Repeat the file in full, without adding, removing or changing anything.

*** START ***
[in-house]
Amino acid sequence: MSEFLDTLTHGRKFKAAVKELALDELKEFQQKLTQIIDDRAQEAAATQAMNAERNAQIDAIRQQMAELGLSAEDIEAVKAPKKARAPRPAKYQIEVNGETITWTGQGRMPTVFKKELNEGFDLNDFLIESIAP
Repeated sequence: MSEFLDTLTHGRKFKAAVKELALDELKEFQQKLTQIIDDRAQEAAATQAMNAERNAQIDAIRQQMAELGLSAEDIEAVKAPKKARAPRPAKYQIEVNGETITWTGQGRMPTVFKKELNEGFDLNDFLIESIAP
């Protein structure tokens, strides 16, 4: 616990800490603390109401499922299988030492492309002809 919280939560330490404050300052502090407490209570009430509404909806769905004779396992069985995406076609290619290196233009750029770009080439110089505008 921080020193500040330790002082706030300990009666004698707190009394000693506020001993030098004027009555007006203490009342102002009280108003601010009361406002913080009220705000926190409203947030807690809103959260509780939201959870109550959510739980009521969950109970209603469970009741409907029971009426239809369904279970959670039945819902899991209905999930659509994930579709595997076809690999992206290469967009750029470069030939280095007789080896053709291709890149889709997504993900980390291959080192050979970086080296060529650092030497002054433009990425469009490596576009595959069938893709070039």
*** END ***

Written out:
[in-house]
Amino acid sequence: MSEFLDTLTHGRKFKAAVKELALDELKEFQQKLTQIIDDRAQEAAATQAMNAERNAQIDAIRQQMAELGLSAEDIEAVKAPKKARAPRPAKYQIEVNGETITWTGQGRMPTVFKKELNEGFDLNDFLIESIAP
Repeated sequence: MSEFLDTLTHGRKFKAAVKELALDELKEFQQKLTQIIDDRAQEAAATQAMNAERNAQIDAIRQQMAELGLSAEDIEAVKAPKKARAPRPAKYQIEVNGETITWTGQGRMPTVFKKELNEGFDLNDFLIESIAP
């Protein structure tokens, strides 16, 4: 616990800490603390109401499922299988030492492309002809 919280939560330490404050300052502090407490209570009430509404909806769905004779396992069985995406076609290619290196233009750029770009080439110089505008 921080020193500040330790002082706030300990009666004698707190009394000693506020001993030098004027009555007006203490009342102002009280108003601010009361406002913080009220705000926190409203947030807690809103959260509780939201959870109550959510739980009521969950109970209603469970009741409907029971009426239809369904279970959670039945819902899991209905999930659509994930579709595997076809690999992206290469967009750029470069030939280095007789080896053709291709890149889709997504993900980390291959080192050979970086080296060529650092030497002054433009990425469009490596576009595959069938893709070039």